DESCRIPTION AND CLAIMS OF THE PATENT
The district court accurately stated the objects of the patent:
The stated objects of the patent are to provide an improved anti-perspirant aerosol formulation which: (1) causes minimum internal container difficulties and improved results with respect to corrosion and valve malfunction; (2) is applied to the skin as a wet spray in the form of a liquid suspension of astringent material, the astringent material being activated by the moisture of the air and the body; (3) imparts a feeling of lubrication and reduces the likelihood of inhalation problems; and (4) minimizes valve clogging and leakage.
Although the claims are restricted to aluminum chlorohydrate as the antiperspirant, the patent includes other salts that have antiperspirant qualities. The basic difference between the Spitzer-Osipow formula and the other antiperspirant solutions was that the aluminum chlorohydrate was expelled from the container suspended as a powder in hydrophobic (water repelling) oil. Many of the experts in this arcane field had believed that suspending the particles of aluminum chlorohydrate in oil would inhibit their astringent antiperspirant effect because moisture would be prevented by the oil from activating the particles and forming aluminum ions. For some unexplained reason, this does not happen; the antiperspirant action of the aluminum chlorohydrate is not inhibited by the oil which effectively eliminates the corrosion and clogging problem. We now turn to the specific issues in the case.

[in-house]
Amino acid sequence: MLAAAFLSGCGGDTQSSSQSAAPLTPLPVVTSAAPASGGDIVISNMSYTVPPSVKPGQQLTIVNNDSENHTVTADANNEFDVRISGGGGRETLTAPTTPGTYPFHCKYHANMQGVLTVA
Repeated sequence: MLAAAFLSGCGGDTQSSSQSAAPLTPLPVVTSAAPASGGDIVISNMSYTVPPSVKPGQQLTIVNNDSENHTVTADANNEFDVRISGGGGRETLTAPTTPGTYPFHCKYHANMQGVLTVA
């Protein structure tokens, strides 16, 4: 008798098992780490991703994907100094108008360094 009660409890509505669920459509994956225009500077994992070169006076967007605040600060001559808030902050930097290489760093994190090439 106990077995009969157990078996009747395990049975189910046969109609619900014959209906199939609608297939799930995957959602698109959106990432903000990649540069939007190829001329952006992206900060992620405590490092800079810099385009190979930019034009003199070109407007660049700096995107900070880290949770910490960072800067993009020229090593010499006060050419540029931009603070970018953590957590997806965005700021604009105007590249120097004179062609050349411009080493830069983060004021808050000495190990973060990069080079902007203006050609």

Our standard of review is clear:
In this circuit, the question of obviousness vel non is essentially one of fact, see ITT v. Raychem Corp., 538 F.2d 453, 456 (1st Cir. 1976) and cases cited; cf. Spound v. Mohasco Industries, Inc., 534 F.2d 404 (1st Cir. 1976), and we will not reverse a district court's applications of the correct legal principles unless we believe them clearly erroneous. See Forbro Design Corp. v. Raytheon Co., 532 F.2d 758, 763 (1st Cir. 1976).
Rosen v. Lawson-Hemphill, Inc., 549 F.2d 205, 209 (1st Cir. 1976). See also Scully Signal Co. v. Electronics Corp. of America, 570 F.2d 355 (1st Cir. 1977), cert. denied, 436 U.S. 945, 98 S. Ct. 2848, 56 L. Ed. 2d 787 (1978); Dale Electronics v. R.C.L. Electronics, Inc., 488 F.2d 382 (1st Cir. 1973).
At the outset, we are faced with a serious question as to whether the district court applied the correct legal principles in determining the issue of obviousness. The statute pertaining to obviousness, 35 U.S.C. § 103, contains two sentences: